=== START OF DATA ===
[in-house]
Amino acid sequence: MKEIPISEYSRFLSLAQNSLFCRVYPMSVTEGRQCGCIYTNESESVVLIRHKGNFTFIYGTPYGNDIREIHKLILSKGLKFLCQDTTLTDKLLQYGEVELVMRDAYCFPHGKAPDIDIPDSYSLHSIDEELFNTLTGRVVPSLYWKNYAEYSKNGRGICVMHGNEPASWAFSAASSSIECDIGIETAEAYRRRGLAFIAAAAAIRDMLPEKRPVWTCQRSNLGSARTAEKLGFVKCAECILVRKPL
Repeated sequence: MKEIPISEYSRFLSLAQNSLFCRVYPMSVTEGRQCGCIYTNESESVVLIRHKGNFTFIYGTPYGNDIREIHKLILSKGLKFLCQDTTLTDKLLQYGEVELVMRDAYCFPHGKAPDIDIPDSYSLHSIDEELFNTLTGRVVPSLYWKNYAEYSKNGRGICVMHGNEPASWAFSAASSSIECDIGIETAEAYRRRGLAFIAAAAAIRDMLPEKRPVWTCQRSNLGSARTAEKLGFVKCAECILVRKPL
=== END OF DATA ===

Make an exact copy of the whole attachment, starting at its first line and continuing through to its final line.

[in-house]
Amino acid sequence: MKEIPISEYSRFLSLAQNSLFCRVYPMSVTEGRQCGCIYTNESESVVLIRHKGNFTFIYGTPYGNDIREIHKLILSKGLKFLCQDTTLTDKLLQYGEVELVMRDAYCFPHGKAPDIDIPDSYSLHSIDEELFNTLTGRVVPSLYWKNYAEYSKNGRGICVMHGNEPASWAFSAASSSIECDIGIETAEAYRRRGLAFIAAAAAIRDMLPEKRPVWTCQRSNLGSARTAEKLGFVKCAECILVRKPL
Repeated sequence: MKEIPISEYSRFLSLAQNSLFCRVYPMSVTEGRQCGCIYTNESESVVLIRHKGNFTFIYGTPYGNDIREIHKLILSKGLKFLCQDTTLTDKLLQYGEVELVMRDAYCFPHGKAPDIDIPDSYSLHSIDEELFNTLTGRVVPSLYWKNYAEYSKNGRGICVMHGNEPASWAFSAASSSIECDIGIETAEAYRRRGLAFIAAAAAIRDMLPEKRPVWTCQRSNLGSARTAEKLGFVKCAECILVRKPL